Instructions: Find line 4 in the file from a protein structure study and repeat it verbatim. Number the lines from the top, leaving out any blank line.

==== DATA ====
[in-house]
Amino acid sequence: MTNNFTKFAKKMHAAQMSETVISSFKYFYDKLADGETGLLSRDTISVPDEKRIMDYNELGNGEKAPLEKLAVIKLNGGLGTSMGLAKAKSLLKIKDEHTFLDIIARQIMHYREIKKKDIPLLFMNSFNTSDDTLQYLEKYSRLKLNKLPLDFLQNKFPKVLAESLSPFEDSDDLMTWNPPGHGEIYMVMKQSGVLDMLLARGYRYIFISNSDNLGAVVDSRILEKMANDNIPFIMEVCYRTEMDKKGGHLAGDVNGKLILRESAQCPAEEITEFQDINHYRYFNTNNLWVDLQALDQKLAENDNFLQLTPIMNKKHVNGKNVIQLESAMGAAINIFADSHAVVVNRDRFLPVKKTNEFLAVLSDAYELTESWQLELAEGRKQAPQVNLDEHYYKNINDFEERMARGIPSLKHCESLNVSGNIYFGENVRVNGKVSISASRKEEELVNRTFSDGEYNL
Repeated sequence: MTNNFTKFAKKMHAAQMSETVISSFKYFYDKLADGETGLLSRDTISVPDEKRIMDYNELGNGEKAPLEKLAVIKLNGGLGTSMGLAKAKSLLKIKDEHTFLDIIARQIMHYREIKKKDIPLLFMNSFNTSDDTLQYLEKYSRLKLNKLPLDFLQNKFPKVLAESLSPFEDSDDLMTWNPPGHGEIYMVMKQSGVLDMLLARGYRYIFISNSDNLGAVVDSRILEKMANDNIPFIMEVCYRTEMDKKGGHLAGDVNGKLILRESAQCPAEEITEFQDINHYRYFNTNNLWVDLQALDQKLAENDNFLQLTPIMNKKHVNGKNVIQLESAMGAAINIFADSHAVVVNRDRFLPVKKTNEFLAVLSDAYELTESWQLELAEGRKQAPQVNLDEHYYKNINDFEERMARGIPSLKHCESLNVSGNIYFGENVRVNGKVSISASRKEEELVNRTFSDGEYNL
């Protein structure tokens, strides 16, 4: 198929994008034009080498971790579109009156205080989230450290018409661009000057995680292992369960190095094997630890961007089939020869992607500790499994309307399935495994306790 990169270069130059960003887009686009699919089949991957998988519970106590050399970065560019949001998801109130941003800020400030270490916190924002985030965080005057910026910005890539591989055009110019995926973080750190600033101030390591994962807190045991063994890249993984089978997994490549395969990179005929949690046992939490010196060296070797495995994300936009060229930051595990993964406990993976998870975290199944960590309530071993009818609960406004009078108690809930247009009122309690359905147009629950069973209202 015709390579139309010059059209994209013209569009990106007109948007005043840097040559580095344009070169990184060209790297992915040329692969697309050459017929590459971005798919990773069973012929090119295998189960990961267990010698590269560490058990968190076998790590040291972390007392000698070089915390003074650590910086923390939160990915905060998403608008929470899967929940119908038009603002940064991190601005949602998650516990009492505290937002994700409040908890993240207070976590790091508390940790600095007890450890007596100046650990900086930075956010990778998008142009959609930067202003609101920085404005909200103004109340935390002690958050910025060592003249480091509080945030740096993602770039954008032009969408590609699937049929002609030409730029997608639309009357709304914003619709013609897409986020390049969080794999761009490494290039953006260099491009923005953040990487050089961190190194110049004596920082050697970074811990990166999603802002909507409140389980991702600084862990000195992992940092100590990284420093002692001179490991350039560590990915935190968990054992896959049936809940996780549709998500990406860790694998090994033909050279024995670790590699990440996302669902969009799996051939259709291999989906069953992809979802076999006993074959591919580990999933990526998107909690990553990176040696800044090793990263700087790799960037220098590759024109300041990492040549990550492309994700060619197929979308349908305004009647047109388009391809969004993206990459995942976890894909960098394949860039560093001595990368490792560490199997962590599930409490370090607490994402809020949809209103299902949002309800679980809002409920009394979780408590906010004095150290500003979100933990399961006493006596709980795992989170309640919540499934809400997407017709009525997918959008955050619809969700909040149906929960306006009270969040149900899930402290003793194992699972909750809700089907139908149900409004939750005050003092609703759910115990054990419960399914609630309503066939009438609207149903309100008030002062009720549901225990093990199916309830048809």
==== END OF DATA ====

């Protein structure tokens, strides 16, 4: 198929994008034009080498971790579109009156205080989230450290018409661009000057995680292992369960190095094997630890961007089939020869992607500790499994309307399935495994306790 990169270069130059960003887009686009699919089949991957998988519970106590050399970065560019949001998801109130941003800020400030270490916190924002985030965080005057910026910005890539591989055009110019995926973080750190600033101030390591994962807190045991063994890249993984089978997994490549395969990179005929949690046992939490010196060296070797495995994300936009060229930051595990993964406990993976998870975290199944960590309530071993009818609960406004009078108690809930247009009122309690359905147009629950069973209202 015709390579139309010059059209994209013209569009990106007109948007005043840097040559580095344009070169990184060209790297992915040329692969697309050459017929590459971005798919990773069973012929090119295998189960990961267990010698590269560490058990968190076998790590040291972390007392000698070089915390003074650590910086923390939160990915905060998403608008929470899967929940119908038009603002940064991190601005949602998650516990009492505290937002994700409040908890993240207070976590790091508390940790600095007890450890007596100046650990900086930075956010990778998008142009959609930067202003609101920085404005909200103004109340935390002690958050910025060592003249480091509080945030740096993602770039954008032009969408590609699937049929002609030409730029997608639309009357709304914003619709013609897409986020390049969080794999761009490494290039953006260099491009923005953040990487050089961190190194110049004596920082050697970074811990990166999603802002909507409140389980991702600084862990000195992992940092100590990284420093002692001179490991350039560590990915935190968990054992896959049936809940996780549709998500990406860790694998090994033909050279024995670790590699990440996302669902969009799996051939259709291999989906069953992809979802076999006993074959591919580990999933990526998107909690990553990176040696800044090793990263700087790799960037220098590759024109300041990492040549990550492309994700060619197929979308349908305004009647047109388009391809969004993206990459995942976890894909960098394949860039560093001595990368490792560490199997962590599930409490370090607490994402809020949809209103299902949002309800679980809002409920009394979780408590906010004095150290500003979100933990399961006493006596709980795992989170309640919540499934809400997407017709009525997918959008955050619809969700909040149906929960306006009270969040149900899930402290003793194992699972909750809700089907139908149900409004939750005050003092609703759910115990054990419960399914609630309503066939009438609207149903309100008030002062009720549901225990093990199916309830048809």